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Read from csv-file, write results in new columns in the same csv-file

asked 2017-11-30 06:43:11 -0600

Hirshy gravatar image

Hi,

I am currently trying to achieve the following:

given a csv-file e.g. like

x,y,sinx,siny
30,45,,
60,90,,

Values for x and y are given in degree. What I want to do: take the data from the csv-file, calculate sin(x) and sin(y) for the values given in each row and then print the result in the corresponding cell. If possible, do not round the result, so the output should look something like this:

x,y,sinx,siny
30,45,1/2,sqrt(2)/2
60,90,sqrt(3)/2,1

Taking this one step further, if possible the output should be printed in complete LaTeX-code because the date from the csv-file will be used in a LaTeX-document, so the best possible result would be:

x,y,sinx,siny
30,45,\frac{1}{2},\frac{\sqrt{2}}{2}
60,90,\frac{\sqrt{3}}{2},1

I do know about sageTex which is able to do this, but for other reasons I can't use sageTex for my problem.

I am completely new to sage, so I don't know if there is a standard procedure for this or if it is possible at all. Any input is appreciated!

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answered 2017-11-30 12:19:54 -0600

tmonteil gravatar image

Here are some inputs:

  • To read and loop over the entries of the file, you should have a look at the Python csv module, the web has tons of examples.
  • Given a string s representing an integer, you can transform it as a Sage integer as ZZ(s).
  • Be careful that angles in Sage are in radians, not degrees, so sin(45) will not give you sqrt(2)/2 but sin(pi/4) will.
  • Given a symbolic experssion E, you can get its latex string representation with latex(E).

For example:

sage: latex(sin(pi/4))
\frac{1}{2} \, \sqrt{2}

You should get enough information to reach your goal.

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Thank you very much, I will look into that!

Hirshy gravatar imageHirshy ( 2017-12-04 02:34:33 -0600 )edit
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answered 2017-12-01 04:02:09 -0600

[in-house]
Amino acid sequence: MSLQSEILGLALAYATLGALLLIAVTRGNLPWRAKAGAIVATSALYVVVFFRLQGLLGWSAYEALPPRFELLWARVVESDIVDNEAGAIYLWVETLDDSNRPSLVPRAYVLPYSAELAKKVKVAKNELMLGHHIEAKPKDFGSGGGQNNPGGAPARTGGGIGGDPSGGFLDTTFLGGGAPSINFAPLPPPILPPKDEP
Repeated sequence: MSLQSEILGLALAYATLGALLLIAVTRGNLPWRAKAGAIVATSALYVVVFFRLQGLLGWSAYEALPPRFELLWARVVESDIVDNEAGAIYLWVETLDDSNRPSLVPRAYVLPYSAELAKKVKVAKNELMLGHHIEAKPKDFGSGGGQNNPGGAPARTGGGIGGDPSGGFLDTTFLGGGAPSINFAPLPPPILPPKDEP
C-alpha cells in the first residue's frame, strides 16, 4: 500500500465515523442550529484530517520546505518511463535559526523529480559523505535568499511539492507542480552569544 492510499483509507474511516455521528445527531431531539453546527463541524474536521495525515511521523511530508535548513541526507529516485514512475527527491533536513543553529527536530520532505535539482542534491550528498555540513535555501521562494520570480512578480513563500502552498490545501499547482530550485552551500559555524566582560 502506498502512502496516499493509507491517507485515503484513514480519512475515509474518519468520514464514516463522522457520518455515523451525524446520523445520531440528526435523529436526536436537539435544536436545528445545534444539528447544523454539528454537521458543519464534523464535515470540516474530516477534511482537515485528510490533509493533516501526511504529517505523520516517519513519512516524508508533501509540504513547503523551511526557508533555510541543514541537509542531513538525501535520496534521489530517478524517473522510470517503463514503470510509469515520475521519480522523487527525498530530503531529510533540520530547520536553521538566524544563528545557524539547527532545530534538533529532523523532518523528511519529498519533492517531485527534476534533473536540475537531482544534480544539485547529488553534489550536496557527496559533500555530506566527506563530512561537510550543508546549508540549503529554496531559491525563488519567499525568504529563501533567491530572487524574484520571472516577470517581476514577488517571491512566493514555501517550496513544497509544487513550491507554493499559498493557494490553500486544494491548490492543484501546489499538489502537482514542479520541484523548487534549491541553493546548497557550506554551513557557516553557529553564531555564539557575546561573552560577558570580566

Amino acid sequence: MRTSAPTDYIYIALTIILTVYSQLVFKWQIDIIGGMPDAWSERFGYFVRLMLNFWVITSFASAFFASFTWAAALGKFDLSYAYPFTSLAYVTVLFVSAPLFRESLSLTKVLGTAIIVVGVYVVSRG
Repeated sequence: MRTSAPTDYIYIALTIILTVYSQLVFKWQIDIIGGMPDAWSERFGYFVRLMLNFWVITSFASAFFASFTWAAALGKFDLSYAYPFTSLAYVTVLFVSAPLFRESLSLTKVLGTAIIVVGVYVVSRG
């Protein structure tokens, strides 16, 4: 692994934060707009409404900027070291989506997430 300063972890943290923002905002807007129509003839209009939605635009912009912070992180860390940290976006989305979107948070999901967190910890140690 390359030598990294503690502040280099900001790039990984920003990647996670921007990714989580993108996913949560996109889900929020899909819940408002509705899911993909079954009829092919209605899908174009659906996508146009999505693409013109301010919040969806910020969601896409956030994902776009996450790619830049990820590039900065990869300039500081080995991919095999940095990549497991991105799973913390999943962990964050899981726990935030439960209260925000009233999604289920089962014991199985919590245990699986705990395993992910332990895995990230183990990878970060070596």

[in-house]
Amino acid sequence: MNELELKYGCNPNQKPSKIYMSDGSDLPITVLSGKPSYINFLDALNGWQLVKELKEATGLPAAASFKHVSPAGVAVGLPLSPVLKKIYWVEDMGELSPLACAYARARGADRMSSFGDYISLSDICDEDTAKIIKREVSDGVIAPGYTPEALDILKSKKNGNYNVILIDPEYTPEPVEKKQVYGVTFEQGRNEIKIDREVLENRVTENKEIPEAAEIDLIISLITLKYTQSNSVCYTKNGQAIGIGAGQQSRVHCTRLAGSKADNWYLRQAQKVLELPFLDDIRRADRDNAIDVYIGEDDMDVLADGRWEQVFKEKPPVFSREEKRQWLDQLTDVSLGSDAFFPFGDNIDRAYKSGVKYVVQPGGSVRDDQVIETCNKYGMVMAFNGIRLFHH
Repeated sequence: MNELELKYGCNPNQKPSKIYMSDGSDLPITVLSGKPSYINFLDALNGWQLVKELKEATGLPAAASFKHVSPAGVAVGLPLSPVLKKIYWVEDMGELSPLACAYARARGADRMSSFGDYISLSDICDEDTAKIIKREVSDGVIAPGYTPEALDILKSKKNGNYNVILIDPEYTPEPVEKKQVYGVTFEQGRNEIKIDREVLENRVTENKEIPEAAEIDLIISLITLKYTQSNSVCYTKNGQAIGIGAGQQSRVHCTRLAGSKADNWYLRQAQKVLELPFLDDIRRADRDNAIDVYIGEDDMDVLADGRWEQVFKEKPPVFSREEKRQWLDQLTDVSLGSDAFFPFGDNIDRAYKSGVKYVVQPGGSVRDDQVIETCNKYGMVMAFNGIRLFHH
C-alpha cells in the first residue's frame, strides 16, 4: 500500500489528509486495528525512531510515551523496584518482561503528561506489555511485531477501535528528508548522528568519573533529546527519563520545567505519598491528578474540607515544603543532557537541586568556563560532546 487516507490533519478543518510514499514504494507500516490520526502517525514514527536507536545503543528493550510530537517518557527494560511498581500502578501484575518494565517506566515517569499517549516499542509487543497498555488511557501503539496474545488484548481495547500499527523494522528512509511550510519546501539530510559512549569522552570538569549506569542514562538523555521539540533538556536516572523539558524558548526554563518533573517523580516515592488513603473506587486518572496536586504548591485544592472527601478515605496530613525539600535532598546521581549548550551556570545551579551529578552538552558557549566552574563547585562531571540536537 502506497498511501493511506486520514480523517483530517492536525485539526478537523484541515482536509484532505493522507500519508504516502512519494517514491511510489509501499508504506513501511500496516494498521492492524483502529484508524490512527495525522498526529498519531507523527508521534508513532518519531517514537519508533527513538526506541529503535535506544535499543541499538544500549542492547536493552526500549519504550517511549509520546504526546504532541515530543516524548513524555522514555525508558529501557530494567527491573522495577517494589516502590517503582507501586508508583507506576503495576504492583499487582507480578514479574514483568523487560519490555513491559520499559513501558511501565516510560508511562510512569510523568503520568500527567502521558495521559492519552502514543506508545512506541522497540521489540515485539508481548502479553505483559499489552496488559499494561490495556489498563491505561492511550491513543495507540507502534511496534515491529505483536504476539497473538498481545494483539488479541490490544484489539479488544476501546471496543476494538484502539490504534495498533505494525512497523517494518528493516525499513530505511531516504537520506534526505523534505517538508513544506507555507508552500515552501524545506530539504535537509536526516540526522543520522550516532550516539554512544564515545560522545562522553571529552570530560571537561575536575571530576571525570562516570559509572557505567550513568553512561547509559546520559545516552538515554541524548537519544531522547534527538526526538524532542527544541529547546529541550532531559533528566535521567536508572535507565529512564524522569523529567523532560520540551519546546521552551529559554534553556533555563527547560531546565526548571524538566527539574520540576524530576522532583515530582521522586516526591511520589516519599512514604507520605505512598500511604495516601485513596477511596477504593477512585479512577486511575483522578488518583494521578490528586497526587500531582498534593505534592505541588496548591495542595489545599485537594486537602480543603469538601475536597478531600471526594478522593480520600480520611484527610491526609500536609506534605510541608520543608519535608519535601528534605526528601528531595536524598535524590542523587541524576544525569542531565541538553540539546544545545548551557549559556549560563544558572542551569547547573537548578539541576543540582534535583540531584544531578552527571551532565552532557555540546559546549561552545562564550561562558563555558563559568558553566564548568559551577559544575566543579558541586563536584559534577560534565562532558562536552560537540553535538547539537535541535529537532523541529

dan_fulea gravatar image

Here is a solution for the "same" problem, designed but as i would design the process:

  • it is natural to separate the in and out file, thus not write in the same file. (Hard to test, some users will hate this overwriting behavior, if not really attentioned, this is also the best way to loose data when errors in coding occur.)
  • the outfile will have & as separator, so that i may try to insert the result in there...
  • no csv (reader) import will be done to keep things simple.

Code:

import traceback

SEPARATOR     = ';'          # or ',' or ' & ' or ...
SEPARATOR_IN  = ';'          # or ',' or ' & ' or ...
SEPARATOR_OUT = '\n    &'    # or ',' or ' & ' or ...
END_OUT       = '\\\\\n'     # or simply '\n'

inFileName  = r"/home/dan/temp/in1234.csv"
outFileName = r"/home/dan/temp/out1234.csv"

def f(u):
    return latex( sin( u/180 *pi ) )

def printOut( x,y, outStream, sep=SEPARATOR ):
    z = x+y
    outList = [ r"%s^\circ" % x ,
                r"%s^\circ" % y ,
                r"%s^\circ" % z ,
                f(x) ,
                f(y) ,
                f(z) , ]

    outStream.write( sep.join( [ str(entry) for entry in outList ] ) + END_OUT )

inStream  = open(  inFileName, 'r' )    # open for read
outStream = open( outFileName, 'w' )    # open for write

for line in inStream:
    print "... parsing %s" % line
    try:
        x, y = line.strip().split( SEPARATOR_IN )[:2]
        x, y = ZZ(x), ZZ(y)
        printOut( x, y, outStream, sep=SEPARATOR_OUT )
    except Exception:
        traceback.print_exc()

inStream.close()
outStream.close()

Use corresponding separators for the own needs. My input file has the lines:

15;30
12;24
30;45
60;90
72;120
6;18;

and i use the German separator, the semicolon. Redefine the separator(s) for the own needs. The output is like this, rather designed to be inserted into a latex document, inside of an array block:

15^\circ
    &30^\circ
    &45^\circ
    &\frac{1}{4} \, \sqrt{6} - \frac{1}{4} \, \sqrt{2}
    &\frac{1}{2}
    &\frac{1}{2} \, \sqrt{2}\\
12^\circ
    &24^\circ
    &36^\circ
    &\sin\left(\frac{1}{15} \, \pi\right)
    &\sin\left(\frac{2}{15} \, \pi\right)
    &\frac{1}{4} \, \sqrt{-2 \, \sqrt{5} + 10}\\
30^\circ
    &45^\circ
    &75^\circ
    &\frac{1}{2}
    &\frac{1}{2} \, \sqrt{2}
    &\frac{1}{4} \, \sqrt{6} + \frac{1}{4} \, \sqrt{2}\\
60^\circ
    &90^\circ
    &150^\circ
    &\frac{1}{2} \, \sqrt{3}
    &1
    &\frac{1}{2}\\
72^\circ
    &120^\circ
    &192^\circ
    &\frac{1}{4} \, \sqrt{2 \, \sqrt{5} + 10}
    &\frac{1}{2} \, \sqrt{3}
    &-\sin\left(\frac{1}{15} \, \pi\right)\\

The columns correspond to $x,y,x+y$ and then we apply the sine on these values one by one. If you insist to give the formulas in the header of the in-File, then you have to parse and eval them.

Note: In order to also get something out of $\sin(\pi/15)$ one may use:

def g(u):

    roots = [ r
              for r in u.minpoly(X).roots(ring=AA, multiplicities=False )
              if abs( r-u.n() ) < 0.0001 ]
    if roots:
        r = roots[0]
        return r.radical_expression()
    return '?'

when

sage: latex( g( sin( pi/15 ) ) )
\frac{1}{4} \, \sqrt{-\sqrt{5} - 8 \, \sqrt{-\frac{3}{32} \, \sqrt{5} + \frac{15}{32}} + 7}

delivers $$ \frac{1}{4} \, \sqrt{-\sqrt{5} - 8 \, \sqrt{-\frac{3}{32} \, \sqrt{5} + \frac{15}{32}} + 7}\ .$$ (Not the best shape for a human, but a result.)

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Asked: 2017-11-30 06:43:11 -0600

Seen: 42 times

Last updated: Dec 01